Bulletin #132: Study Group files second lawsuit to halt proposed $6 billion bomb factory
October 22, 2011
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1. We have filed a second lawsuit to halt the proposed $6 billion plutonium facility at Los Alamos
2. Please consider becoming a sustaining (monthly) donor, even at a very "low" level, and undertaking a bit of outreach on our behalf
Dear friends, colleagues, and adversaries --
1. We have filed a second lawsuit to halt the proposed $6 billion plutonium facility -- the CMRR-NF (pdf) -- at Los Alamos
Here's yesterday's press release with a summary of the issues and links to more information. As you can see on our litigation page, we are also continuing an Appeal of our first lawsuit. Here's the new Complaint (pdf).
We are very grateful to our attorneys, Tom Hnasko, Lindsay Lovejoy, and Dulcinea Hanuschak, who have worked unselfishly, with little or no pay, to help us, along with the expert staff at the Hinkle law firm. We are also very grateful to you, our donors, who make our work possible.
The Associated Press ("Watchdog files second lawsuit over proposed Los Alamos plutonium lab") and trade press ("Los Alamos Study Group to file new CMRR-NF lawsuit", Nuclear Weapons & Materials Monitor) provided excellent coverage.
Editors at the Albuquerque Journal and New Mexican used the brief but informative AP story in lieu of assigning their own writers. AP does a terrific job but nothing can take the place of in-depth reporting and analysis in local newspapers. You would think a nuclear weapons factory -- let's not make distinctions without differences; that's what it is -- costing ten times what any prior project in this state has ever cost might merit some in-depth reporting. There has never been such reporting -- not in New Mexico, and not nationally either. Just discontinuous bits. As a result, the state's political class is uninformed about this project, as they are about many other crucial issues.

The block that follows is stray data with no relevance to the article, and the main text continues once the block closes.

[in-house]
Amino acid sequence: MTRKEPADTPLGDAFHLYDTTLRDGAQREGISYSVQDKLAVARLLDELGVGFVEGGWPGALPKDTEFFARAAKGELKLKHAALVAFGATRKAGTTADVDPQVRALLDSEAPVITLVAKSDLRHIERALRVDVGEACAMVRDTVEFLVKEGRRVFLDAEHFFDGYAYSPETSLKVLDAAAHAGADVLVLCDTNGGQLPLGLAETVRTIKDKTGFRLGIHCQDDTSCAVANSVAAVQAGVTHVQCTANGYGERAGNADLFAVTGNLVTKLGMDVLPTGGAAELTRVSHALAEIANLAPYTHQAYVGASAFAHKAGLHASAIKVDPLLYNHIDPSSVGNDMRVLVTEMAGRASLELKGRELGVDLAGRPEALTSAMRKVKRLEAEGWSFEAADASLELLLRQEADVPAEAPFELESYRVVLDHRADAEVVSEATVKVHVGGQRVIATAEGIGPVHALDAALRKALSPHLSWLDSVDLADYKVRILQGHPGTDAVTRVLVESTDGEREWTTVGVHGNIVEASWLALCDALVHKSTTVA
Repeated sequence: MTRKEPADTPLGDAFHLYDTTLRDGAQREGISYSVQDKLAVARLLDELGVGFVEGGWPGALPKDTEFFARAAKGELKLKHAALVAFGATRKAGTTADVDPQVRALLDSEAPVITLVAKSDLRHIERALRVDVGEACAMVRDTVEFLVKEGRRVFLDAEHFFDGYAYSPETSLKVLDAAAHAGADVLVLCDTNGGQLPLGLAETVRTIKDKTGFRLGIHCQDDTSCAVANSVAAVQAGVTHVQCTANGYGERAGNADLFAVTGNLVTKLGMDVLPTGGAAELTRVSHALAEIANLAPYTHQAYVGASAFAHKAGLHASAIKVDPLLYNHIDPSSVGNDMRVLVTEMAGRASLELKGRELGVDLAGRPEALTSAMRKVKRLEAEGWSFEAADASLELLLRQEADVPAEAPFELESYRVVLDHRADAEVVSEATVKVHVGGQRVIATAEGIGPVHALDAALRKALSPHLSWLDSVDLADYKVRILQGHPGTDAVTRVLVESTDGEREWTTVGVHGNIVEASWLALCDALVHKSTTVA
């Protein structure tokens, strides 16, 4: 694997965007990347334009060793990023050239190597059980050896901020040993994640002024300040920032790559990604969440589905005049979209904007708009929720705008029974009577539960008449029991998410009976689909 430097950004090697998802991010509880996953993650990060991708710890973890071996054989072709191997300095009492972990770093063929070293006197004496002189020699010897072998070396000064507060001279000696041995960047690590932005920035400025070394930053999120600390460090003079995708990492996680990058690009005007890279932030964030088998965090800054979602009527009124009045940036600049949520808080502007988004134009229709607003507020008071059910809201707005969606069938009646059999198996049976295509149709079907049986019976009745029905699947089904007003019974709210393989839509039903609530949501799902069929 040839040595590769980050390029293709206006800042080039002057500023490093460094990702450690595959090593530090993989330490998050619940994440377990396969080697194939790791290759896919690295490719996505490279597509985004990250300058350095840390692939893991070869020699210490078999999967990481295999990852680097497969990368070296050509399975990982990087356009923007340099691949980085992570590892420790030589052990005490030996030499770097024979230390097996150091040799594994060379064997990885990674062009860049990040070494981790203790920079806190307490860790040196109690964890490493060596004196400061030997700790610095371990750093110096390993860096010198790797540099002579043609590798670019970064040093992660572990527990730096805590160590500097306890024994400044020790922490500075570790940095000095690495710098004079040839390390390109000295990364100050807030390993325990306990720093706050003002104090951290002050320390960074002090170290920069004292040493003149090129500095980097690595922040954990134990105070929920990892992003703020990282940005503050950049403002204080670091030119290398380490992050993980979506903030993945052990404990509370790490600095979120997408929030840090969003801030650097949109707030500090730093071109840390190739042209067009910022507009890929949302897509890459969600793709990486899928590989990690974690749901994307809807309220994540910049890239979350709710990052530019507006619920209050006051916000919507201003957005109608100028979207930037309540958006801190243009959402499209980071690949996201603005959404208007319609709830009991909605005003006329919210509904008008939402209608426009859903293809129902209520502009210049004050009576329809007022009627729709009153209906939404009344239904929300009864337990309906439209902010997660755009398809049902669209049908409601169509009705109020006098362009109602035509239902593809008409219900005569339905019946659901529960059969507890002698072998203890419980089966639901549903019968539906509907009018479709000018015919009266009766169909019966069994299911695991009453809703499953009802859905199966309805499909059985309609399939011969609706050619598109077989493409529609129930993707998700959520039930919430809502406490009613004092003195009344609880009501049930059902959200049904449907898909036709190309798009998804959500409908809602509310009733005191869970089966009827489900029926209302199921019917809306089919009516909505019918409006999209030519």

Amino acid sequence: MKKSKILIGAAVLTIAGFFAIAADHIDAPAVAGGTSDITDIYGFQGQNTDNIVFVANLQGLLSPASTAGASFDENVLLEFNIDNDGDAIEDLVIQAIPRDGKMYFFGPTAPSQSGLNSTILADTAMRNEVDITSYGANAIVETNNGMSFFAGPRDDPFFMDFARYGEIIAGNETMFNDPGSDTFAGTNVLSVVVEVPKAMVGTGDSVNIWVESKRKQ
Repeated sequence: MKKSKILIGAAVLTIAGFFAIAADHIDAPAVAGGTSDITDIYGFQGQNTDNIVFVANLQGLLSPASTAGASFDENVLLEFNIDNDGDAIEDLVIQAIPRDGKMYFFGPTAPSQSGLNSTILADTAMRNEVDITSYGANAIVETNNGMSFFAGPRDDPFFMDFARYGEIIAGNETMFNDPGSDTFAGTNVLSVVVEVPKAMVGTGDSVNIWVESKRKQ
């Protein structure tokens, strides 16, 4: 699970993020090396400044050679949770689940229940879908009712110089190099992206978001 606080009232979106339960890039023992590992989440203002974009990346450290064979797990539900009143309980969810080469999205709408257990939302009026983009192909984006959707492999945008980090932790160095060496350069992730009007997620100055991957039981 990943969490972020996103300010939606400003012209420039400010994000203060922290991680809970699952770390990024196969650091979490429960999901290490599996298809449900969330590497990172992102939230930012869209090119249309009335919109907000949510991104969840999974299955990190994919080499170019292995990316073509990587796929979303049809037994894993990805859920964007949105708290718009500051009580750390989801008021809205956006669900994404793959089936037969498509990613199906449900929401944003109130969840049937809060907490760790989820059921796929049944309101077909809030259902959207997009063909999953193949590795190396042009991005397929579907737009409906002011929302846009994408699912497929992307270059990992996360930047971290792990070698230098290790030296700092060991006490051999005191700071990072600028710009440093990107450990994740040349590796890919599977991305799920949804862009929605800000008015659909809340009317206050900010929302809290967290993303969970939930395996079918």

Newspapers don't just provide information. They signal salience. Today, the New Mexican ran a front page story about a comedic writer, and the Journal ran a front page story about the personal flying saucers some company hopes to rent to tourists at the new spaceport, if and when it opens. Trivial pursuits all, within the frames of passive mass entertainment and its associated infantilization. As Neil Postman famously put it in 1985, we are amusing ourselves to death. Twenty-six years later in America, there is not much democratic culture left to kill.
With this new litigation we have opened a new venue in which, if we are sufficiently diligent, we can openly discuss facts and law. We and everybody else can bring that evidence and those arguments to bear in other forums -- administrative, legislative, and popular, in the streets -- which is why all our legal filings and evidence are posted on our web site for easy access.
It isn't easy, of course. Most of the avenues of democratic reform in our society are now closed or nearly closed, and the courts are no exception. Therefore we are very grateful for your solidarity, in whatever form you may express it, whether to us directly, in our newspapers, in your own organizations, to potential donors you may know, or in your own political work in other states, if you are not in New Mexico.
Congress is likely to decide some time in the next three weeks or so whether or not to provide authorization and funding for CMRR-NF construction. The House opposes construction this year; the Senate does not. Study Group president Peter Neils and I will be going to Washington, DC tomorrow for a week, where we will speak with decisionmakers, analysts, and others regarding this project, as well as broader issues concerning Department of Energy (DOE) and National Nuclear Security Administration (NNSA) programs and budgets.